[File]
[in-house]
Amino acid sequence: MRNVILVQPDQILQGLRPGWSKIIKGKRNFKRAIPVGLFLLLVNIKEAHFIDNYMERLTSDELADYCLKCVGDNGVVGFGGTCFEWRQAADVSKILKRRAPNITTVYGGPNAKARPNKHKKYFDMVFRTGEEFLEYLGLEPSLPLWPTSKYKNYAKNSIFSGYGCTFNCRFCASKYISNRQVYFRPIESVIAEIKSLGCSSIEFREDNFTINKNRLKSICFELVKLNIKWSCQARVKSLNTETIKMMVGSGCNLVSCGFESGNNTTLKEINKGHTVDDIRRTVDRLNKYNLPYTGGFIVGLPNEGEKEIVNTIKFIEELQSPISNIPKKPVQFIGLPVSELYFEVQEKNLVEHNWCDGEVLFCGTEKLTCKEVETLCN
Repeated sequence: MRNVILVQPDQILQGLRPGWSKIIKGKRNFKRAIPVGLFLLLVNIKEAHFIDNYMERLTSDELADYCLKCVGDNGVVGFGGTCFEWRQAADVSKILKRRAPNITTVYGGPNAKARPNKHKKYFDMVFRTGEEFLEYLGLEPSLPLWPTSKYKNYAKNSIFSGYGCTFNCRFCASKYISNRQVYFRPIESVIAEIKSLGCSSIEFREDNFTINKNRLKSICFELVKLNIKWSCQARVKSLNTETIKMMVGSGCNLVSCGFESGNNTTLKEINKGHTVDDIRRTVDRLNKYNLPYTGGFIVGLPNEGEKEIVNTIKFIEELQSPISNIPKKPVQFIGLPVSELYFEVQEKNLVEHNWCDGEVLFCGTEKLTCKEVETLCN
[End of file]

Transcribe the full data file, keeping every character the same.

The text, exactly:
[in-house]
Amino acid sequence: MRNVILVQPDQILQGLRPGWSKIIKGKRNFKRAIPVGLFLLLVNIKEAHFIDNYMERLTSDELADYCLKCVGDNGVVGFGGTCFEWRQAADVSKILKRRAPNITTVYGGPNAKARPNKHKKYFDMVFRTGEEFLEYLGLEPSLPLWPTSKYKNYAKNSIFSGYGCTFNCRFCASKYISNRQVYFRPIESVIAEIKSLGCSSIEFREDNFTINKNRLKSICFELVKLNIKWSCQARVKSLNTETIKMMVGSGCNLVSCGFESGNNTTLKEINKGHTVDDIRRTVDRLNKYNLPYTGGFIVGLPNEGEKEIVNTIKFIEELQSPISNIPKKPVQFIGLPVSELYFEVQEKNLVEHNWCDGEVLFCGTEKLTCKEVETLCN
Repeated sequence: MRNVILVQPDQILQGLRPGWSKIIKGKRNFKRAIPVGLFLLLVNIKEAHFIDNYMERLTSDELADYCLKCVGDNGVVGFGGTCFEWRQAADVSKILKRRAPNITTVYGGPNAKARPNKHKKYFDMVFRTGEEFLEYLGLEPSLPLWPTSKYKNYAKNSIFSGYGCTFNCRFCASKYISNRQVYFRPIESVIAEIKSLGCSSIEFREDNFTINKNRLKSICFELVKLNIKWSCQARVKSLNTETIKMMVGSGCNLVSCGFESGNNTTLKEINKGHTVDDIRRTVDRLNKYNLPYTGGFIVGLPNEGEKEIVNTIKFIEELQSPISNIPKKPVQFIGLPVSELYFEVQEKNLVEHNWCDGEVLFCGTEKLTCKEVETLCN